Free groceries? Kristen Hains of Traverse City gets them all the time. She’s a devotee of “extreme couponing,” a nationwide trend that’s gotten so popular, it sparked a television show on The Learning Channel (TLC).
“Four years ago I realized how the coupon world worked,” she says. “[I learned] it was possible to save huge money – not just 35 cents but 80 percent or more off. I was amazed when I realized that I could literally get stuff for free.”
Last month, for example, Haines walked out of Meijer with $125 worth of free baby formula. Often, she says the store will actually pay her to buy an item. How? She’ll trade in a “$1 off” coupon for an item priced for sale at less than $1.
The secret to her shopping success? Hains pays close attention to stores that allow the use of a store coupon along with a manufacturer’s coupon; used together, they can drive an item’s price down to pennies per item.
She also checks her catalinas: “Catalinas are those annoying coupons that print out at the register with your receipt,” she says. “They're not so annoying if you look down and see that one says something like ‘Good for $5 off your next shopping trip of $5 or more.’ That's free money.”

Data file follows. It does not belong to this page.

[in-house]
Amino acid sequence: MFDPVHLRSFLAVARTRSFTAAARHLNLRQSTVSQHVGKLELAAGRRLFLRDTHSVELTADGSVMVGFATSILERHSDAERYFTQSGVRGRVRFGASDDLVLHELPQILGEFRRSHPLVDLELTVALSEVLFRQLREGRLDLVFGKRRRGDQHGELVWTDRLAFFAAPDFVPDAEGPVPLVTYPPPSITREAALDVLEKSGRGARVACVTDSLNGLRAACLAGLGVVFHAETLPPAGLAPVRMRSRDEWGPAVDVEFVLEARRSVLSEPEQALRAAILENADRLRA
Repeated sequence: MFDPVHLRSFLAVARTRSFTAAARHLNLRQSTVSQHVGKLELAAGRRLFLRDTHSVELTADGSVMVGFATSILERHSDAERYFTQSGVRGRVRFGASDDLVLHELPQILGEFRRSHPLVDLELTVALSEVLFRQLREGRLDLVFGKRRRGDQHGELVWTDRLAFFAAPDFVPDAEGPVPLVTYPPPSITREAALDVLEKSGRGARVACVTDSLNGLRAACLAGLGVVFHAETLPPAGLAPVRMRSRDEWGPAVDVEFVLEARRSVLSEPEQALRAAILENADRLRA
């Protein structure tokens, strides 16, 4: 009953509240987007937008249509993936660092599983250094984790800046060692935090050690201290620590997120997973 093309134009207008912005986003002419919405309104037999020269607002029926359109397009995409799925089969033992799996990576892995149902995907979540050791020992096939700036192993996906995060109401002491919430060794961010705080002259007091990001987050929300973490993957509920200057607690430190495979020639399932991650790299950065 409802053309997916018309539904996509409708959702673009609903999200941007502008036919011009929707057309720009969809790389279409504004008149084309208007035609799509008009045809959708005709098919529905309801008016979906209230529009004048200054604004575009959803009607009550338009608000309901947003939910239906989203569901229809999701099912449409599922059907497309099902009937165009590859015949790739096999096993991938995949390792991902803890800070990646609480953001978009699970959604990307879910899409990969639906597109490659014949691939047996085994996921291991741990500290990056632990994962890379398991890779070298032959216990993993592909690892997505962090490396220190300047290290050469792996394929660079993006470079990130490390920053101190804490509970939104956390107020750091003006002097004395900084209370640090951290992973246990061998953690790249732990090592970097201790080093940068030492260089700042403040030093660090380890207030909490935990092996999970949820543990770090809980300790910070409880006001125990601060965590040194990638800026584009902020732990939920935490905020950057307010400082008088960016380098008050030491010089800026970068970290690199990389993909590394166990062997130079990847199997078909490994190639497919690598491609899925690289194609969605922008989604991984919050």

Alisa Kroupa is a Traverse City mom shopping for six. She doesn’t consider herself an “extreme couponer” but admits she puts forth a solid coupon effort in her once-a-month “big shopping” as she calls it. “I save about $2,000 a year, minimum,” she says.
Hard-core couponers typically bring giant coupon binders with them – inches thick – that hold dates of sales, coupons organized by type, and long lists of potential items. Hains has and uses one herself, but because collecting the coupons and watching for deals can be so time-consuming, even she says she doesn’t “extreme coupon” every time she shops.
“I try to take advantage of as many deals as I can – however, as a single mom I don't always have the time to be on top of it as much as I wish I could,” says Hains.
Interested in learning how you can extreme coupon? Our couponers recommend these websites: www.thekrazycouponlady.com, and www.dealnews.com.